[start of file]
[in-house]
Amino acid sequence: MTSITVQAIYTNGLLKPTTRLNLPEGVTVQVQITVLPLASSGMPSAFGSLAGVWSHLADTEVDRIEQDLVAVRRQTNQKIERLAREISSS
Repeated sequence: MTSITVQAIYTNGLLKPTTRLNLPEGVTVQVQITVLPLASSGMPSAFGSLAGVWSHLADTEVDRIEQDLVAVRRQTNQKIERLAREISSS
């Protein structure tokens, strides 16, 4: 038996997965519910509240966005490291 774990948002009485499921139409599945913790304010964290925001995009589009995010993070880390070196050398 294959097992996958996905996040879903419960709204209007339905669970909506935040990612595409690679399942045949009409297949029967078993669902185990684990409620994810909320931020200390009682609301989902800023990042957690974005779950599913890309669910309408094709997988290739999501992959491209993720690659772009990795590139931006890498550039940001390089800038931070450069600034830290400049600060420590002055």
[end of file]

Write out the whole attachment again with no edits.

[in-house]
Amino acid sequence: MTSITVQAIYTNGLLKPTTRLNLPEGVTVQVQITVLPLASSGMPSAFGSLAGVWSHLADTEVDRIEQDLVAVRRQTNQKIERLAREISSS
Repeated sequence: MTSITVQAIYTNGLLKPTTRLNLPEGVTVQVQITVLPLASSGMPSAFGSLAGVWSHLADTEVDRIEQDLVAVRRQTNQKIERLAREISSS
């Protein structure tokens, strides 16, 4: 038996997965519910509240966005490291 774990948002009485499921139409599945913790304010964290925001995009589009995010993070880390070196050398 294959097992996958996905996040879903419960709204209007339905669970909506935040990612595409690679399942045949009409297949029967078993669902185990684990409620994810909320931020200390009682609301989902800023990042957690974005779950599913890309669910309408094709997988290739999501992959491209993720690659772009990795590139931006890498550039940001390089800038931070450069600034830290400049600060420590002055």